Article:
“When I think of collaborative work, it’s always in a hectic or sonic way. There’s nothing moving or making noise about a footprint. I also have the most horrible visual arts skills. But I was hoping someone would one day hang it on their wall, especially a pediatrician or someone who works with children. So I hired Isabela Dos Santos as an animator and illustrator. I said, “Here’s what I think,” and she kind of went to town with it, drawing a lot of footsteps. —Caleb Teicher, tap and Lindy hop choreographer

The words Courtesy of CAP UCLA

“The Gather Here sign is an archive of many gatherings. I hold it above my head during performances of BANK; The ways we love and the ways we love bestMonumental movement towards being future being(s); and most recently at the Save East River Park walk.

“I love notebooks. Scores also written. Whether it’s paper, fish skin or quilts – the marks, the designs, the words or, as my friend Karyn Recollet describes it, the glyphs – these visions of the future retained, archived, made visible, made explicit, maps of other worlds, are our future technological devices, those that we manufacture, keep, take care of, return, share, develop. —Emily Johnson, Director of Catalyst

lots of overlapping arched arrows on geometric shapes in pink, blue and yellow

Courtesy of CAP UCLA

“You know, when you look at dance in a two-dimensional form from an aerial perspective – which is the score – there’s no time element, so you see everything in a flash. I’m able to seeing options that I wouldn’t necessarily see in rehearsal with the dancers is another way of looking at the piece and thinking about the piece. —Lucinda Childs, postmodern choreographer

12 yellow trapezoids with squiggles

Courtesy of CAP UCLA

“I spend a lot of time drawing what I imagine might happen, which in most cases is wrong because I don’t understand what the forces, acceleration, or power generated by the centripetal force might be, etc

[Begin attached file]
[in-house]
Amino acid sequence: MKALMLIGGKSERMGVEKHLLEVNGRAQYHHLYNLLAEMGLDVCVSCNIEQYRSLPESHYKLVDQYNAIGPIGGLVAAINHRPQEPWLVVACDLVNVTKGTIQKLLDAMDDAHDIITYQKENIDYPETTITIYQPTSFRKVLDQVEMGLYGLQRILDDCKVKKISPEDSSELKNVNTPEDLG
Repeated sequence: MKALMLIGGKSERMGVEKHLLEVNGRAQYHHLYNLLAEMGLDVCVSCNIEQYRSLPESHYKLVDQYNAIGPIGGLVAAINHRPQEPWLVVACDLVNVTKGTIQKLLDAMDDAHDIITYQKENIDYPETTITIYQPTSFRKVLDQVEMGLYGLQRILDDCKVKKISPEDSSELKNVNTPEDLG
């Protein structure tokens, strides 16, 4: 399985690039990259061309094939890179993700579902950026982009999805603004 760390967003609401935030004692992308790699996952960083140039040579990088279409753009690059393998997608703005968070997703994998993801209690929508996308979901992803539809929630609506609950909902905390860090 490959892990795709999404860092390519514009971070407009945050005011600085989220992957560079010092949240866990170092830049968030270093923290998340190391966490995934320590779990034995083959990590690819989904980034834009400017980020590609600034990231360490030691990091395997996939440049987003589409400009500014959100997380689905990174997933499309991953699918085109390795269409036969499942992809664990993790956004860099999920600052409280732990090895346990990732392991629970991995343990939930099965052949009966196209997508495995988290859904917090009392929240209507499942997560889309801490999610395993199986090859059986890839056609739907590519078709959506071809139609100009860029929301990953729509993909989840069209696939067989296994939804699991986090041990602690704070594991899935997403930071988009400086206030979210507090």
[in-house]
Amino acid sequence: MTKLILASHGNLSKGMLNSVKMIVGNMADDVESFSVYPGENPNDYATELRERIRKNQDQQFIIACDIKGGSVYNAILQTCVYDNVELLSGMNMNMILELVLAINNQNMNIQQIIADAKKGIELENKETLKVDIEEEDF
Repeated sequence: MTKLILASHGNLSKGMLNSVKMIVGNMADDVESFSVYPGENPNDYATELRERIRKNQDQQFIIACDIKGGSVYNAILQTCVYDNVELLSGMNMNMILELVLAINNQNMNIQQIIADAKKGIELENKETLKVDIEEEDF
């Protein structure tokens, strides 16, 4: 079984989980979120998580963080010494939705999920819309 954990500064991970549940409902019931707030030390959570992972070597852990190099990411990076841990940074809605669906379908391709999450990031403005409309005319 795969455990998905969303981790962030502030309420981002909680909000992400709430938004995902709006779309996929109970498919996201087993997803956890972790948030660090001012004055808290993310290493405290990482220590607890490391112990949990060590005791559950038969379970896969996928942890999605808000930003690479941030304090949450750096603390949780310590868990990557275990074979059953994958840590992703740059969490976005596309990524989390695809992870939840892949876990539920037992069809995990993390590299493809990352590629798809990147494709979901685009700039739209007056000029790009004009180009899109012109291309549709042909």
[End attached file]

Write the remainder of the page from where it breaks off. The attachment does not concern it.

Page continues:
“Once I’ve put together a few action pieces, I draw them and try to weed out the things that I’m not going to spend time trying. Because I have a feeling they’re probably not going to be interesting, not convincing. Members of my company receive the drawings and can read some of them. —Elizabeth Streb, Founder of STREB Extreme Action

A communion veil and two handwritten pages of a notebook on a blue background

Courtesy of CAP UCLA

“I was so embarrassed to score. And every time I feel like, ‘Oh my god, I’m not capable or qualified or prepared for this’, I go back to vulnerability. And I think, ‘Okay, the deeper I dig, the more sincere the expression will be.’

“My creative mind went to work with these two women, Leah Verier-Dunn and Loren Davidson, who are dear collaborators and friends. I tore these two pages out of a diary for an upcoming process. I am one of three sisters and we all wear the same communion veil. So I felt like, you know, me and my two sisters, and these two women, it was connected in some way. I saw this as texture, color, memory, personal history and cultural history, which are such an important part of how I process and create my work. I thought of this veil as a kind of place where these ideas live. —Rosie Herrera, dance theater choreographer

Interviews by Courtney Escoyne, Madeline Schrock and Jennifer Stahl.

Elaine F. Brim